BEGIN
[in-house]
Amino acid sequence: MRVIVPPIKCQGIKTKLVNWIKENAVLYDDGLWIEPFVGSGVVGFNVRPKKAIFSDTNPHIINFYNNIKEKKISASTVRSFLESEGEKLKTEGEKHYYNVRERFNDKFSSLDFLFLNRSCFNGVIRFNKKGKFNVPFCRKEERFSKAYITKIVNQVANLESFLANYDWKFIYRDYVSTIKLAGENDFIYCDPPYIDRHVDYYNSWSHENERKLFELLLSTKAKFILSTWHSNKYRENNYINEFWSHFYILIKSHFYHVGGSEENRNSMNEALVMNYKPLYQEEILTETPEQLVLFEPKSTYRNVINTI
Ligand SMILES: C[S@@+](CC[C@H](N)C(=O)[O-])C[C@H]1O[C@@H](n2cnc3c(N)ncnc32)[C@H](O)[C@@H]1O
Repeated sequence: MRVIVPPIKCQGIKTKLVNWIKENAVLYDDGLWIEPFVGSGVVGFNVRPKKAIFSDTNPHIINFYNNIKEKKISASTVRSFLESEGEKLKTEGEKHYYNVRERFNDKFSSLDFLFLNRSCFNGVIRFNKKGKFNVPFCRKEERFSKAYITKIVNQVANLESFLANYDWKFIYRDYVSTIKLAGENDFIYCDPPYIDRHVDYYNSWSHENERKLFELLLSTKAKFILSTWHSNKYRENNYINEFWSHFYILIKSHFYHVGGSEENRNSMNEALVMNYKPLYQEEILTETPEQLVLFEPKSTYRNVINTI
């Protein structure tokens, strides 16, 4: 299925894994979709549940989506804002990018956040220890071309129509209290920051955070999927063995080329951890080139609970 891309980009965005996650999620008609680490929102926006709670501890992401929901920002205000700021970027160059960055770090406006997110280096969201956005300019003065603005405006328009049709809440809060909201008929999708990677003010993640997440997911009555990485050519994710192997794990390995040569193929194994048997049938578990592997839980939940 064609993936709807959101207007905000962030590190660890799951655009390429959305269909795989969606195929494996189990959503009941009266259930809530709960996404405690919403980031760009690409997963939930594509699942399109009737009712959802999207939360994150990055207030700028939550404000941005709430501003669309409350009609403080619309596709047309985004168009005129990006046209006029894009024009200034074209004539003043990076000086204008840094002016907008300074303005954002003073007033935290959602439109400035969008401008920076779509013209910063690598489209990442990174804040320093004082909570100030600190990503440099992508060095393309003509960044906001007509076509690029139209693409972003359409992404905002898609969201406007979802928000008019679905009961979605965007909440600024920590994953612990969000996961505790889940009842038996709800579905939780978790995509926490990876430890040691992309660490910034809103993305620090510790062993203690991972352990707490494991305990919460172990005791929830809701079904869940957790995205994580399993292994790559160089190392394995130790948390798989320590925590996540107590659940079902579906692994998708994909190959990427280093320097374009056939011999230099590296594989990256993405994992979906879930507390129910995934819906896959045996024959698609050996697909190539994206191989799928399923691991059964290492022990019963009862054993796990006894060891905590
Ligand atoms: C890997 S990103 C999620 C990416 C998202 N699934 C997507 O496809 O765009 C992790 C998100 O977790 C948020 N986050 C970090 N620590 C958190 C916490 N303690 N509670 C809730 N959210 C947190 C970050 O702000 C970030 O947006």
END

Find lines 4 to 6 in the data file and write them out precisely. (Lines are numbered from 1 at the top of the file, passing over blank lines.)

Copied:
Repeated sequence: MRVIVPPIKCQGIKTKLVNWIKENAVLYDDGLWIEPFVGSGVVGFNVRPKKAIFSDTNPHIINFYNNIKEKKISASTVRSFLESEGEKLKTEGEKHYYNVRERFNDKFSSLDFLFLNRSCFNGVIRFNKKGKFNVPFCRKEERFSKAYITKIVNQVANLESFLANYDWKFIYRDYVSTIKLAGENDFIYCDPPYIDRHVDYYNSWSHENERKLFELLLSTKAKFILSTWHSNKYRENNYINEFWSHFYILIKSHFYHVGGSEENRNSMNEALVMNYKPLYQEEILTETPEQLVLFEPKSTYRNVINTI
């Protein structure tokens, strides 16, 4: 299925894994979709549940989506804002990018956040220890071309129509209290920051955070999927063995080329951890080139609970 891309980009965005996650999620008609680490929102926006709670501890992401929901920002205000700021970027160059960055770090406006997110280096969201956005300019003065603005405006328009049709809440809060909201008929999708990677003010993640997440997911009555990485050519994710192997794990390995040569193929194994048997049938578990592997839980939940 064609993936709807959101207007905000962030590190660890799951655009390429959305269909795989969606195929494996189990959503009941009266259930809530709960996404405690919403980031760009690409997963939930594509699942399109009737009712959802999207939360994150990055207030700028939550404000941005709430501003669309409350009609403080619309596709047309985004168009005129990006046209006029894009024009200034074209004539003043990076000086204008840094002016907008300074303005954002003073007033935290959602439109400035969008401008920076779509013209910063690598489209990442990174804040320093004082909570100030600190990503440099992508060095393309003509960044906001007509076509690029139209693409972003359409992404905002898609969201406007979802928000008019679905009961979605965007909440600024920590994953612990969000996961505790889940009842038996709800579905939780978790995509926490990876430890040691992309660490910034809103993305620090510790062993203690991972352990707490494991305990919460172990005791929830809701079904869940957790995205994580399993292994790559160089190392394995130790948390798989320590925590996540107590659940079902579906692994998708994909190959990427280093320097374009056939011999230099590296594989990256993405994992979906879930507390129910995934819906896959045996024959698609050996697909190539994206191989799928399923691991059964290492022990019963009862054993796990006894060891905590
Ligand atoms: C890997 S990103 C999620 C990416 C998202 N699934 C997507 O496809 O765009 C992790 C998100 O977790 C948020 N986050 C970090 N620590 C958190 C916490 N303690 N509670 C809730 N959210 C947190 C970050 O702000 C970030 O947006």